In contrast, many less-successful organizations rely on executives being “oracles” (quadrant 1) using front-line key performance indicators and satisfaction surveys only as input (quadrant 4), which the top management team subsequently analyze and interpret themselves (quadrant 3). This either keeps the organization focused on backward-looking, historical data or leaves it at risk of making forward-looking decisions based on simple and incomplete information. Leveraging the collective wisdom of the front line can remedy both of these shortcomings.
A number of companies have started to realize the potential of the collective wisdom of front-line employees and are turning to them for forecasts or input on important predictive or prescriptive decisions.
Internal betting markets, now soaring in popularity, are one example of such input used for predictive purposes. For instance, Best Buy asks front-line employees to forecast how retail sales will be affected by certain events, such as the number of gift certificates that will be purchased close to Father’s Day. Their collective forecasts, it turns out, are often more accurate than official forecasts.6 Twitch (a part of Amazon) has taken this logic a step further by helping its employees to become better forecasters by offering training to help them get more comfortable with numerical thinking.7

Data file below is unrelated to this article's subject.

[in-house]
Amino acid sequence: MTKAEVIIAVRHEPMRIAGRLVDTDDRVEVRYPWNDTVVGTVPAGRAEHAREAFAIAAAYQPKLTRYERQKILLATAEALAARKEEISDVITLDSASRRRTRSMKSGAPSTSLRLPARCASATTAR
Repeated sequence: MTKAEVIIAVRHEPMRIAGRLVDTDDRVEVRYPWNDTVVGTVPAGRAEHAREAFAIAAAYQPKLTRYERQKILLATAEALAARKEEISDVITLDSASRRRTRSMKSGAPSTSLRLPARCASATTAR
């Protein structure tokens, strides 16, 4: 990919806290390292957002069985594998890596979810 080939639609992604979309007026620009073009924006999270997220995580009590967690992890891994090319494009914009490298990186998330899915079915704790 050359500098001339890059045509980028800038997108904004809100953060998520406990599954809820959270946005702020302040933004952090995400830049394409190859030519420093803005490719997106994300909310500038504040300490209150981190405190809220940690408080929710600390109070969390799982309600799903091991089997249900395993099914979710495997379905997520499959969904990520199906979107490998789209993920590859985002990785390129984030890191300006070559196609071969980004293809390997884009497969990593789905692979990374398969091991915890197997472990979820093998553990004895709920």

Other organizations have focused on collective prescriptions from the front line. For instance, the Spanish clothing company Zara uses input from its front-line employees to decide which clothes to produce; store managers around the world order only the merchandise they believe will sell in their location in the short term.8 Technology company Rite-Solutions, ahead of its time, built an internal market where employees propose new ideas and solutions, which subsequently become “stocks” that can be traded in an internal electronic betting market that mirrors the stock market.9 The Rite-Solutions initiative aligns with co-founder Jim Lavoie’s fundamental belief that “no one is as smart as everyone.”10